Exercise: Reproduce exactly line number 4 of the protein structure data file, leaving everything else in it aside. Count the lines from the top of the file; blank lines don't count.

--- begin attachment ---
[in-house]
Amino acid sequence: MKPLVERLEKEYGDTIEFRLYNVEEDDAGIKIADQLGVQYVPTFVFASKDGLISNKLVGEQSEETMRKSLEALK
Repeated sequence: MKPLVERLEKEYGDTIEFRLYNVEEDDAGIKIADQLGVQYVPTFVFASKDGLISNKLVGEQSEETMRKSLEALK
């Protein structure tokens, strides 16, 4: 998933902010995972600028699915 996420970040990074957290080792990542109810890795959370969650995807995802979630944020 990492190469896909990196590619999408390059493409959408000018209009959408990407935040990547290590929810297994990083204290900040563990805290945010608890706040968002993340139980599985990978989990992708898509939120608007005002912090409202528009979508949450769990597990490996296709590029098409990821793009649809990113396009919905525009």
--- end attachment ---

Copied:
């Protein structure tokens, strides 16, 4: 998933902010995972600028699915 996420970040990074957290080792990542109810890795959370969650995807995802979630944020 990492190469896909990196590619999408390059493409959408000018209009959408990407935040990547290590929810297994990083204290900040563990805290945010608890706040968002993340139980599985990978989990992708898509939120608007005002912090409202528009979508949450769990597990490996296709590029098409990821793009649809990113396009919905525009």